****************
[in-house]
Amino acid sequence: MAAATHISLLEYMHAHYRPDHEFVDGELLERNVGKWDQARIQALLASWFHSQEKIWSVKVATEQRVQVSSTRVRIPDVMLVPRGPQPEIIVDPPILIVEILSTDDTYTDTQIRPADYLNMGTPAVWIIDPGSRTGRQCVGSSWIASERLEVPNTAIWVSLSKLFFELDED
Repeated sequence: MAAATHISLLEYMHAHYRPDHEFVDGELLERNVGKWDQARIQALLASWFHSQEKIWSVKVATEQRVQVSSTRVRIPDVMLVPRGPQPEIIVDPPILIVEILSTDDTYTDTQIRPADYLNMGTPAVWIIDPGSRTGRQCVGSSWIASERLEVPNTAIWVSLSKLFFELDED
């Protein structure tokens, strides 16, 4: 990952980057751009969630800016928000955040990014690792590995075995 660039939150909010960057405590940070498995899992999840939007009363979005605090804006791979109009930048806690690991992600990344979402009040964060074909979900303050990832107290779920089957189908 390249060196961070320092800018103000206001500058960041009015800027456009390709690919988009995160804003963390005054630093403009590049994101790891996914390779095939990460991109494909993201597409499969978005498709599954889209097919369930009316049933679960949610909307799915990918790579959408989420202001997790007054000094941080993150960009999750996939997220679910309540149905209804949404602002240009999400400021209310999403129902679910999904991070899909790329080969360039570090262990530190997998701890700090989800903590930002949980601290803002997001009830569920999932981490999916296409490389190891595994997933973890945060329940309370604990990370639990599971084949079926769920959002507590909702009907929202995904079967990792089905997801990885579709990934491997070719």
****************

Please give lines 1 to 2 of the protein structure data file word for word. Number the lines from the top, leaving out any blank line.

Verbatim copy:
[in-house]
Amino acid sequence: MAAATHISLLEYMHAHYRPDHEFVDGELLERNVGKWDQARIQALLASWFHSQEKIWSVKVATEQRVQVSSTRVRIPDVMLVPRGPQPEIIVDPPILIVEILSTDDTYTDTQIRPADYLNMGTPAVWIIDPGSRTGRQCVGSSWIASERLEVPNTAIWVSLSKLFFELDED